Manufacturing activity in China picked up speed in March after expanding at its slowest pace in four months in February, an initial HSBC survey has shown.
The preliminary reading of HSBC's Purchasing Managers Index (PMI) rose to 51.7, from 50.4 in February, which was the lowest reading since October.
Manufacturers reported a bigger backlog of work and a faster rate of increase in purchases, and stocks of finished goods expanded.
Employment however increased at a slower rate than in February.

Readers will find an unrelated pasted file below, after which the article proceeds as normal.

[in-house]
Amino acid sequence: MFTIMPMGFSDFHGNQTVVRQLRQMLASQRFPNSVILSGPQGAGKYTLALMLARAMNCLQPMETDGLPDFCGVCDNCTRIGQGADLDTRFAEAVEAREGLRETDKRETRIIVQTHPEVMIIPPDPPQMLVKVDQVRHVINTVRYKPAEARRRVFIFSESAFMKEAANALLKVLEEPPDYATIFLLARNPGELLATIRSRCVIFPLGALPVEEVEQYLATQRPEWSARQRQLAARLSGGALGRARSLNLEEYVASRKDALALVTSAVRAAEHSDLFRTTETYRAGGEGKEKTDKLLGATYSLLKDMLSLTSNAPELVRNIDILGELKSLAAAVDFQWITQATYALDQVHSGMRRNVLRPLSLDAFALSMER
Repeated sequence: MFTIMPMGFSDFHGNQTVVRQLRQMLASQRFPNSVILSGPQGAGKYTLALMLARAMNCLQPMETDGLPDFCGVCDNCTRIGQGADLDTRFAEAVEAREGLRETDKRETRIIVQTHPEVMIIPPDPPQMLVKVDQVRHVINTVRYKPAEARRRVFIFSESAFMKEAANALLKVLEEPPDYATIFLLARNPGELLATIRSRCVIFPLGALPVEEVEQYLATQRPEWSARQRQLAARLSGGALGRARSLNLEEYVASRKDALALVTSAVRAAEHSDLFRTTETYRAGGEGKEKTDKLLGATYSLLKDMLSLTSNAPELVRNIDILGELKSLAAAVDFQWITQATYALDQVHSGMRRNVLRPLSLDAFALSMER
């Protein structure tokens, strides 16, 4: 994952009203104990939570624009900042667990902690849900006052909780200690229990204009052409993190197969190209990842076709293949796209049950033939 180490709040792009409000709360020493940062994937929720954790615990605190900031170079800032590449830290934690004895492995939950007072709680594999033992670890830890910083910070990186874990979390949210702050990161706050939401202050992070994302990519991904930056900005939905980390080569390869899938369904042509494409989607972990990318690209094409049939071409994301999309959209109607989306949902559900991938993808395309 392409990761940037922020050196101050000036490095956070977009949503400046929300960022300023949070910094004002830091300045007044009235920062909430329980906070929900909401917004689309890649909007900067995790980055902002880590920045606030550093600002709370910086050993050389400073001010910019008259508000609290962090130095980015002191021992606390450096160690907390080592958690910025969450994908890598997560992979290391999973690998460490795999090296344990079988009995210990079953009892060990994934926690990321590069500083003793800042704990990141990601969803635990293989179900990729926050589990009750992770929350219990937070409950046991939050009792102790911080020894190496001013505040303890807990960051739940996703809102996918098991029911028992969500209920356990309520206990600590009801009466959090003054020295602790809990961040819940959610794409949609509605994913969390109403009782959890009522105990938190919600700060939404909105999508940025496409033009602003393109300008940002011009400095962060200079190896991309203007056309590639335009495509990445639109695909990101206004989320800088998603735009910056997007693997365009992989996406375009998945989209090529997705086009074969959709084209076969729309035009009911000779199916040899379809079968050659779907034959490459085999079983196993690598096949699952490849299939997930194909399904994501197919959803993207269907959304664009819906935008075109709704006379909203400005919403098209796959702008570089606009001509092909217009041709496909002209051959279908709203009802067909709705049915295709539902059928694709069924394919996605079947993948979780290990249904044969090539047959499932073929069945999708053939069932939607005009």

Inflationary pressures eased.
"March Flash Manufacturing PMI rebounded to 51.7 on the back of stronger new orders and production growth," Qu Hongbin, Chief Economist, Greater China, and Co-Head of Asian Economic Research at HSBC, said in a statement on Thursday. "This implies that the Chinese economy is still on track for gradual growth recovery.
"Inflation remains well behaved, leaving room for Beijing to keep policy relatively accommodative in a bid to sustain growth recovery," he added.
China's economy expanded 7.8 percent in 2012, its slowest pace for 13 years.
Inflation hit a 10-month high of 3.2 percent in February, up from January's 2.0 percent.
The Flash index is published about one week before the final PMI data.
HSBC's China Manufacturing PMI is due for release on 1 April.
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